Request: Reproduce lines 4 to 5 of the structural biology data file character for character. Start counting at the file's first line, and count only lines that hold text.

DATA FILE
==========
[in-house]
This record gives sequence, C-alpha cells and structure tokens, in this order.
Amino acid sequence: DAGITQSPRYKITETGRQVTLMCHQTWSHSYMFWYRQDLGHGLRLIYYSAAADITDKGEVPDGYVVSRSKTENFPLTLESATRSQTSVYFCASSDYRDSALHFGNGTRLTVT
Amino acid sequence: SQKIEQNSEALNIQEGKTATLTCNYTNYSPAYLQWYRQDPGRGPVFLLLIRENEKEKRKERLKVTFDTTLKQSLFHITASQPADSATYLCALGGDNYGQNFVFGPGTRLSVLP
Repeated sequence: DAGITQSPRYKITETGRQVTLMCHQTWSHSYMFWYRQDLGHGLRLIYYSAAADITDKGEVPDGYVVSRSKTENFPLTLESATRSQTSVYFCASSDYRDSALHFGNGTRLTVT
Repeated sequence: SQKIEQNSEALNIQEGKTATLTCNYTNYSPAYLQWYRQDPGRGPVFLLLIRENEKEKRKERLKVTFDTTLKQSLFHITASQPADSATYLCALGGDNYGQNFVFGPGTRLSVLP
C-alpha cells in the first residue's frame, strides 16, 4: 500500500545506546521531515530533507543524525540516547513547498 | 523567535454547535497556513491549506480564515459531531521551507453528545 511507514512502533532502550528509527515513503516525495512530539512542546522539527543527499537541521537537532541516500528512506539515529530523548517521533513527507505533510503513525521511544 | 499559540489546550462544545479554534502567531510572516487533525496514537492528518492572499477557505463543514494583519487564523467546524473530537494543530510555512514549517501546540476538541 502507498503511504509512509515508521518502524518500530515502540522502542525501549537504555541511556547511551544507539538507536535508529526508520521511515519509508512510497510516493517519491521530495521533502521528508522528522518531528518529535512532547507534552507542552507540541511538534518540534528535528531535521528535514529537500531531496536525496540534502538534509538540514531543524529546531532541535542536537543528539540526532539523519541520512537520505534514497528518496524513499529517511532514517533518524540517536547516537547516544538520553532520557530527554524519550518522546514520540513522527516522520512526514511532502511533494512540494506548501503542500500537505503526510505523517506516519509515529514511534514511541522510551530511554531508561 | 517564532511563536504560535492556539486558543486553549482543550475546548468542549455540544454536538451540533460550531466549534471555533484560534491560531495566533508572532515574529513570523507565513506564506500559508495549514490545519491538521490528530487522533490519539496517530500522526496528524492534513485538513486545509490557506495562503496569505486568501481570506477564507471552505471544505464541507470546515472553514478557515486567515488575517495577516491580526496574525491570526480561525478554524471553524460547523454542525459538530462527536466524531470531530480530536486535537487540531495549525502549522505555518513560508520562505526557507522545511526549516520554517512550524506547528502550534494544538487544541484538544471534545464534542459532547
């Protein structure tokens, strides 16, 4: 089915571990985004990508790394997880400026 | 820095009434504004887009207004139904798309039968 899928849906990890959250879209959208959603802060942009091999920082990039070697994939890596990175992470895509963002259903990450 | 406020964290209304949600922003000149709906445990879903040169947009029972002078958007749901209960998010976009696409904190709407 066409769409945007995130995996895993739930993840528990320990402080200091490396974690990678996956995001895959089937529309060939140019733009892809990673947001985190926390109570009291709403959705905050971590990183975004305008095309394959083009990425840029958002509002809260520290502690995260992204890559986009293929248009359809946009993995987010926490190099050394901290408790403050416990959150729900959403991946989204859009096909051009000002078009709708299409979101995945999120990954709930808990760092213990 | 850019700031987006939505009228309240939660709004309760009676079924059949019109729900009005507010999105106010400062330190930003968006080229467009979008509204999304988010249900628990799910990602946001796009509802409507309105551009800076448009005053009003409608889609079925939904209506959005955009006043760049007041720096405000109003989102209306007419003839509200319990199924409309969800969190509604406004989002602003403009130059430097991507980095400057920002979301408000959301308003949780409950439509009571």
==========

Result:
Amino acid sequence: SQKIEQNSEALNIQEGKTATLTCNYTNYSPAYLQWYRQDPGRGPVFLLLIRENEKEKRKERLKVTFDTTLKQSLFHITASQPADSATYLCALGGDNYGQNFVFGPGTRLSVLP
Repeated sequence: DAGITQSPRYKITETGRQVTLMCHQTWSHSYMFWYRQDLGHGLRLIYYSAAADITDKGEVPDGYVVSRSKTENFPLTLESATRSQTSVYFCASSDYRDSALHFGNGTRLTVT